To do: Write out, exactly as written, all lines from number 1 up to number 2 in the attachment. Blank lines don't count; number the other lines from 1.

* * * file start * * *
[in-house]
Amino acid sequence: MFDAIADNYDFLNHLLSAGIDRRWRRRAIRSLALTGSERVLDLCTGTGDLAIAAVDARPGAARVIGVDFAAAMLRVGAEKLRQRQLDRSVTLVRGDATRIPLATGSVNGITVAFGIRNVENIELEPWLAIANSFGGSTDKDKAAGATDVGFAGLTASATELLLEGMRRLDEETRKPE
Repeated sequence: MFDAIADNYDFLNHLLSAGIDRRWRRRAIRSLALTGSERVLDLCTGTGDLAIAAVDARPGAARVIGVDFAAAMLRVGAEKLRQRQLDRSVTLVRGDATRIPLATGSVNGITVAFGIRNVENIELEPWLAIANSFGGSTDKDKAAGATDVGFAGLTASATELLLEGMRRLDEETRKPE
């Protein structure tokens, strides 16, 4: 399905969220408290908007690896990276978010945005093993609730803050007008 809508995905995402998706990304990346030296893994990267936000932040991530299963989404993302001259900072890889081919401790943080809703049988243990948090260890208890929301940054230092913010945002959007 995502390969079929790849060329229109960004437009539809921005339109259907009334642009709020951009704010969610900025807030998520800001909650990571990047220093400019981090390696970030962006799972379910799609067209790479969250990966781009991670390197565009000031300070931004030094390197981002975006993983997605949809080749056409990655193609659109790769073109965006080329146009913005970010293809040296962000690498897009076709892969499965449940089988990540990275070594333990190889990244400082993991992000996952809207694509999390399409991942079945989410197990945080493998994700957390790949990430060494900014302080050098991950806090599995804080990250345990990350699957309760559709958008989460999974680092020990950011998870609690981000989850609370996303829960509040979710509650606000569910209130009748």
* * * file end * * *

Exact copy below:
[in-house]
Amino acid sequence: MFDAIADNYDFLNHLLSAGIDRRWRRRAIRSLALTGSERVLDLCTGTGDLAIAAVDARPGAARVIGVDFAAAMLRVGAEKLRQRQLDRSVTLVRGDATRIPLATGSVNGITVAFGIRNVENIELEPWLAIANSFGGSTDKDKAAGATDVGFAGLTASATELLLEGMRRLDEETRKPE